I’m beginning to regret my new routine. It’s all very well saying I’m going to take Fridays off because it’s the only time we get a full day to ourselves and we need to spend time together, but (and sorry, I know I’ve said this before) I have to be pretty nimble to avoid ending up with Friday as a housekeeping day.
I’ve been avoiding a bag of bedding for the last few months. I have enough laundry to do, without taking on this third bulging bag. Additionally, it seems to devour other items in the drier so you end up with a duvet cover full of assorted shirts and the folding process always seems to provoke offers of help. I don’t mind nodding to people in the laundry but full scale conversation whilst fishing underpants out of a duvet cover is a step too far.
Anyway, knowing that she had her heart set on laundry, I rose early, whispered that she should treat herself to a lie in on her day off and attempted to sneak out with an abridged version of the laundry and a book. Not that I’m well-adapted to “sneaking” or any other sort of clandestine movement.
After 26 and a bit years of marriage she has developed an extraordinary sense of telling that I am about to do something sneaky, even when she’s asleep. I nearly used the word “snoring” there but “asleep” seems more tactful, particularly as she reads the blog.
Next time I won’t pause to check library opening hours and buy two new belts from Jacamo on the computer, I will just get the stuff into the car and make off into the cold, grey dawn.
It has to be said that there is an advantage to her way of doing laundry. I normally launch a hit-and-run operation, with the wash and wear programme followed by throwing it into a drier. Using more laundry and the bigger machines gives you thirty or forty minutes where you can stroll down to the cafe to eat freshly prepared bacon cobs and drink large mugs of tea.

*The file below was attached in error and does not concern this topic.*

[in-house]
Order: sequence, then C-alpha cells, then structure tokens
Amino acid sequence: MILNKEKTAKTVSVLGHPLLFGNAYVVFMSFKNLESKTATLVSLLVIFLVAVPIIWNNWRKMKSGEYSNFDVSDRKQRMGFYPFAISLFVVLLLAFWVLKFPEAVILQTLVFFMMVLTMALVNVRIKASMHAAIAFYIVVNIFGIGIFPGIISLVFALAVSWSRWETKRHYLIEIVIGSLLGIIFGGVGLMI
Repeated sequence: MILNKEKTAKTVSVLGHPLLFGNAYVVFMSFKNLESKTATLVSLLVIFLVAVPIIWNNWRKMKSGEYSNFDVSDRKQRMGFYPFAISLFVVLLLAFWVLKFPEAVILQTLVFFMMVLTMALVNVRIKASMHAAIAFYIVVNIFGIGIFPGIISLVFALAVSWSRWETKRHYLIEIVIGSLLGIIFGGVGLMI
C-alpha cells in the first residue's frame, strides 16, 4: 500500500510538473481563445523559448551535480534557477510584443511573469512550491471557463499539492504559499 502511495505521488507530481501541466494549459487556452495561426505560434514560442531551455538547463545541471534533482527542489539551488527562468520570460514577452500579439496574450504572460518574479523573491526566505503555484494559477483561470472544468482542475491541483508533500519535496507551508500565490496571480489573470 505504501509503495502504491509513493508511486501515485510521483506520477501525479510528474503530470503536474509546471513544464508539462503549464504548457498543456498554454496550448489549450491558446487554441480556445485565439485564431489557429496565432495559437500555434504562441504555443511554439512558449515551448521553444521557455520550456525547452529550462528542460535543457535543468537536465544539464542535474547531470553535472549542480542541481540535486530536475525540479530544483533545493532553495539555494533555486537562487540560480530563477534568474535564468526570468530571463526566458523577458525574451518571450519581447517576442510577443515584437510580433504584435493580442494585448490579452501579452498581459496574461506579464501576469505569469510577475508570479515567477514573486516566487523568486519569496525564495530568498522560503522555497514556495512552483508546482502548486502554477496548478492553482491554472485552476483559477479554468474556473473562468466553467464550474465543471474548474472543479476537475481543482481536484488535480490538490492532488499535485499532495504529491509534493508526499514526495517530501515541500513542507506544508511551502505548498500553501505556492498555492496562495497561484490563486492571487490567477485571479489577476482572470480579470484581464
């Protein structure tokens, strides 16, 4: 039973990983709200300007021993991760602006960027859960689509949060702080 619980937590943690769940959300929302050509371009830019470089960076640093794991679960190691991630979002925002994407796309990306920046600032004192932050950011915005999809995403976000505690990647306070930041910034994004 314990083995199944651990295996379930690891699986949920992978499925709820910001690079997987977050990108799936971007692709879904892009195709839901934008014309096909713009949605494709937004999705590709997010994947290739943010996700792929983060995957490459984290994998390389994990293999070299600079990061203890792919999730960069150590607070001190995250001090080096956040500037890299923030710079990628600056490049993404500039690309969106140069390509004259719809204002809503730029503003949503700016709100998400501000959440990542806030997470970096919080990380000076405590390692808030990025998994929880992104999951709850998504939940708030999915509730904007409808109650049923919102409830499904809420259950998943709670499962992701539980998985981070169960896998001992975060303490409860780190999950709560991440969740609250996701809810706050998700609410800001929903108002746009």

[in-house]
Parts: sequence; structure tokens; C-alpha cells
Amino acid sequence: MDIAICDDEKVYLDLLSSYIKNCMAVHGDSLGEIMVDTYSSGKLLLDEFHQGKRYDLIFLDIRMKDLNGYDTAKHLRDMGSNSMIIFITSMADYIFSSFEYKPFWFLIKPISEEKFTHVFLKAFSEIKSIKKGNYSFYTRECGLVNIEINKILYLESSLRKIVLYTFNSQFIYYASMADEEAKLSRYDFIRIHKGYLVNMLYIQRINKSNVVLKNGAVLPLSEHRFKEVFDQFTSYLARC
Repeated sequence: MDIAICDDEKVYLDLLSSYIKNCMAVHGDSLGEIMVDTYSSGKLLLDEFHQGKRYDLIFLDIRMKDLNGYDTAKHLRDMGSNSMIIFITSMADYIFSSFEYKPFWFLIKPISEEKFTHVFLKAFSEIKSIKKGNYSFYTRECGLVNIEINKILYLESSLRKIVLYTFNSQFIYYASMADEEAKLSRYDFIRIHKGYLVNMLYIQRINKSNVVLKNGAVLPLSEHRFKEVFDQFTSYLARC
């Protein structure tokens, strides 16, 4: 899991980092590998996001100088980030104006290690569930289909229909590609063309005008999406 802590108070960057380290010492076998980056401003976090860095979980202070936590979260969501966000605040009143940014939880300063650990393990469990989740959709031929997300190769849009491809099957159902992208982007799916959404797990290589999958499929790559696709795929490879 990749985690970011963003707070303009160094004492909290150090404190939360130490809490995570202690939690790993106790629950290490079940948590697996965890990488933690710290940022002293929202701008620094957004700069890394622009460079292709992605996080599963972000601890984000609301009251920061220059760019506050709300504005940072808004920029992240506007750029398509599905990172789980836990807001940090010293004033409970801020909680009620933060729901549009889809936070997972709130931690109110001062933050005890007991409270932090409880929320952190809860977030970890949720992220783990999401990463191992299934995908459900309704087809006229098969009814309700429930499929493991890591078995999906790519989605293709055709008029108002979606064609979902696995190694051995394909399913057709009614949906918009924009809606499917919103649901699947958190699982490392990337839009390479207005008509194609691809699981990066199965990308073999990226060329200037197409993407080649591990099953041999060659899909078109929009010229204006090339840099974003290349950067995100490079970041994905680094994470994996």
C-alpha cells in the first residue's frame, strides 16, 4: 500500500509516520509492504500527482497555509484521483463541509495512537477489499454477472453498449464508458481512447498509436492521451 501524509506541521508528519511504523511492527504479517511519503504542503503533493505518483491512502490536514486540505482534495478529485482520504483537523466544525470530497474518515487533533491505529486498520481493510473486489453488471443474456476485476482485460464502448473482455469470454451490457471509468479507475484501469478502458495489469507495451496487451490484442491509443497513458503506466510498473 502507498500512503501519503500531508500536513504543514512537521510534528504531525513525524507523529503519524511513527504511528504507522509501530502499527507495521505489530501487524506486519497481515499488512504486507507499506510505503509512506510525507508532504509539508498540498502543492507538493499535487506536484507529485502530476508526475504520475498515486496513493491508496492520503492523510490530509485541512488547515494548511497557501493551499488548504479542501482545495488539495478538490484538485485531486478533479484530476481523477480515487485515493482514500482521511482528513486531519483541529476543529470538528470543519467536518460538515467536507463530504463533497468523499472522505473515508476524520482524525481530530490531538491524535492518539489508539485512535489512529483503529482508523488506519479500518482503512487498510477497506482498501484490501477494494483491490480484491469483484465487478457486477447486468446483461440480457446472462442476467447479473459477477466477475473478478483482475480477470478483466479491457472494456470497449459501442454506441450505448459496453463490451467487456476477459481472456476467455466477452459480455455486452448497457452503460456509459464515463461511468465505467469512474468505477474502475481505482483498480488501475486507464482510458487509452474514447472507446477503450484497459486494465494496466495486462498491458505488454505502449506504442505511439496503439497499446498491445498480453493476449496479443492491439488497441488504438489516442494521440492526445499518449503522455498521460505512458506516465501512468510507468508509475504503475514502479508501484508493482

After that we looked at staff training. That’s me, as things stand at the moment. JUlia is management. I am staff. Did you know that people pay up to £300 a day to go to a conference and listen to people talk?
We are also expected to pay £100 a day just to go on council courses on safeguarding vulnerable people – these are compulsory and must be undertaken on a regular basis to ensure (a) that you keep up to date and (b) keep paying the council money. I believe this is what was referred to as a “protection racket” in the 60s but is now known as “continuing personal development”
We’re in the wrong business. Now that my legs are giving trouble bank robbery isn’t an options but training looks like a good thing to be in. It’s not quite as lucrative but it’s morally (slightly) superior and you don’t run the risk of being locked up for ten years in the company of people called Nobby and Crusher.
Unfortunately, as Julia pointed out, my specialist skills of sarcasm, being rude to customers and making soup aren’t going to get us very far in the world of corporate training.
BY that time I had to go to have my annual leg check up (it’s been a medical sort of week). I still have two legs, they both have five toes. and my beleaguered circulatory system is still pumping blood all the way down. Good to know.